Habitat partitioning, co-occurrence patterns, and mixed-species group formation in sympatric delphinids

Jonathan Syme, Jeremy J. Kiszka, Guido J. Parra

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Numerous species have been reported to form mixed-species groups, however, little is known about the interplay between niche partitioning and mixed-species group formation. Furthermore, it is often unclear whether species come together by chance due to overlapping habitat preferences, by shared attraction to resources, or by attraction between them. We assessed habitat partitioning, co-occurrence patterns, and mixed-species group formation of sympatric Australian humpback (Sousa sahulensis) and Indo-Pacific bottlenose dolphins (Tursiops aduncus) around the North West Cape, Western Australia, with a joint species distribution model and temporal analyses of sighting data. Australian humpback dolphins preferred shallower and more nearshore waters than Indo-Pacific bottlenose dolphins, yet these species co-occurred more often than expected by chance given shared responses to environmental variables. Indo-Pacific bottlenose dolphins were sighted more often than Australian humpback dolphins during the afternoon, however, we did not find any temporal patterns in the occurrence of mixed-species groups. We propose that the positive association in the species’ occurrence indicates the active formation of mixed-species groups. By evaluating habitat partitioning and co-occurrence patterns, this study provides direction for future work which should proceed to investigate the benefits that these species may gain from grouping with each other.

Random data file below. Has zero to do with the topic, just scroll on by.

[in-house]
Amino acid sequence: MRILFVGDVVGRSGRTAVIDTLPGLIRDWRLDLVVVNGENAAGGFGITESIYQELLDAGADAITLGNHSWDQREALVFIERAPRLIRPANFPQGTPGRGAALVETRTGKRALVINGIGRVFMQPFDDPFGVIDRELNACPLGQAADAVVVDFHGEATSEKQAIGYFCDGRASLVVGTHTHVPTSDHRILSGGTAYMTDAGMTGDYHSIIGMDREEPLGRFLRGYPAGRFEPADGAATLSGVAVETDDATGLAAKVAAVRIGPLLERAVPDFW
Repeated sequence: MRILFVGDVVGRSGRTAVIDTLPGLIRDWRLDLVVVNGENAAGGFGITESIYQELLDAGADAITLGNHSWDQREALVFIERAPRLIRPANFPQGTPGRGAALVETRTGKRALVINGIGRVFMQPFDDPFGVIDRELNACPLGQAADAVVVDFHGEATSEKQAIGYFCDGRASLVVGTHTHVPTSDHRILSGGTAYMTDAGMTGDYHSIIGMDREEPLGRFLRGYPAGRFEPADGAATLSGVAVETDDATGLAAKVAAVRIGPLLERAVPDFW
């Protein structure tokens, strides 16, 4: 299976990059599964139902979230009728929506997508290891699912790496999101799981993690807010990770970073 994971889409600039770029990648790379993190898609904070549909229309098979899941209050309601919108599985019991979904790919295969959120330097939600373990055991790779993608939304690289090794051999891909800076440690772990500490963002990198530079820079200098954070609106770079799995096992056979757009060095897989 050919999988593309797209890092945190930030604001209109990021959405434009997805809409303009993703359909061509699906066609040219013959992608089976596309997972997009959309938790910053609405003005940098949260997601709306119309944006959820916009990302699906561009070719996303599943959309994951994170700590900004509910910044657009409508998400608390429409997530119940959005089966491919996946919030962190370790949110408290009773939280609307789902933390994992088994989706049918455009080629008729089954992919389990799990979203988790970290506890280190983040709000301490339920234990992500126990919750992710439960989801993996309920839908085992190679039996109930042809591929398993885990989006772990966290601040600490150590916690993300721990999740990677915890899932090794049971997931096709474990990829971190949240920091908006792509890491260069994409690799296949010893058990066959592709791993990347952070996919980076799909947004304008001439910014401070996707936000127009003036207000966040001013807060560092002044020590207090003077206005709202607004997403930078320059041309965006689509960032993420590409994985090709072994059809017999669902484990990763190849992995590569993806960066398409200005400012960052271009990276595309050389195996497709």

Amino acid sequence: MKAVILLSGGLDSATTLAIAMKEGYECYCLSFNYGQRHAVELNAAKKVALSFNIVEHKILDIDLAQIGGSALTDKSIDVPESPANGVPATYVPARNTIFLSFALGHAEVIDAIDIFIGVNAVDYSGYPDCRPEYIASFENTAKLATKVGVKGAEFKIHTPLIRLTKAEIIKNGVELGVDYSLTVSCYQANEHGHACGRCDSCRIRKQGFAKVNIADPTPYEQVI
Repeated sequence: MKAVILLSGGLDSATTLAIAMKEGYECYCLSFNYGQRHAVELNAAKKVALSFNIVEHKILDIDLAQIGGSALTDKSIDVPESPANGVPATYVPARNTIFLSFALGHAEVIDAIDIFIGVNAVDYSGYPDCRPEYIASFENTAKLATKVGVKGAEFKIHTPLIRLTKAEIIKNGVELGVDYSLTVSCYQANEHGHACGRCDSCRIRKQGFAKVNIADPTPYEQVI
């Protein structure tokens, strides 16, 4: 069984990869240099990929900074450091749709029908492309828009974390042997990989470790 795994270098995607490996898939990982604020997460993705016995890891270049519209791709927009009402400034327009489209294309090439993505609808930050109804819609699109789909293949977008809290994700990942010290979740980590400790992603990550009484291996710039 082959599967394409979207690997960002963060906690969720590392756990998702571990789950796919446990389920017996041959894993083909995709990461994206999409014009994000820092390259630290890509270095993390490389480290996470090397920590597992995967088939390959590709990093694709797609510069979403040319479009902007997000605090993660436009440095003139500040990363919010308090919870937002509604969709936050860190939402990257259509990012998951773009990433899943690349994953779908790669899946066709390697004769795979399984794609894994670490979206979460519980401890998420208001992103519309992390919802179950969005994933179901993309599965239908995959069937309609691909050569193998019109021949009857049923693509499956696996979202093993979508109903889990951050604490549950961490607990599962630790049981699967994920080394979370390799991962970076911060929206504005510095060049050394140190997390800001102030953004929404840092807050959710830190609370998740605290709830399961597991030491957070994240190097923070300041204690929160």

Original languageEnglish
Article number3599
Number of pages12
JournalScientific Reports
Issue number1
Publication statusPublished - 3 Mar 2023


  • Behavioural ecology
  • Community ecology


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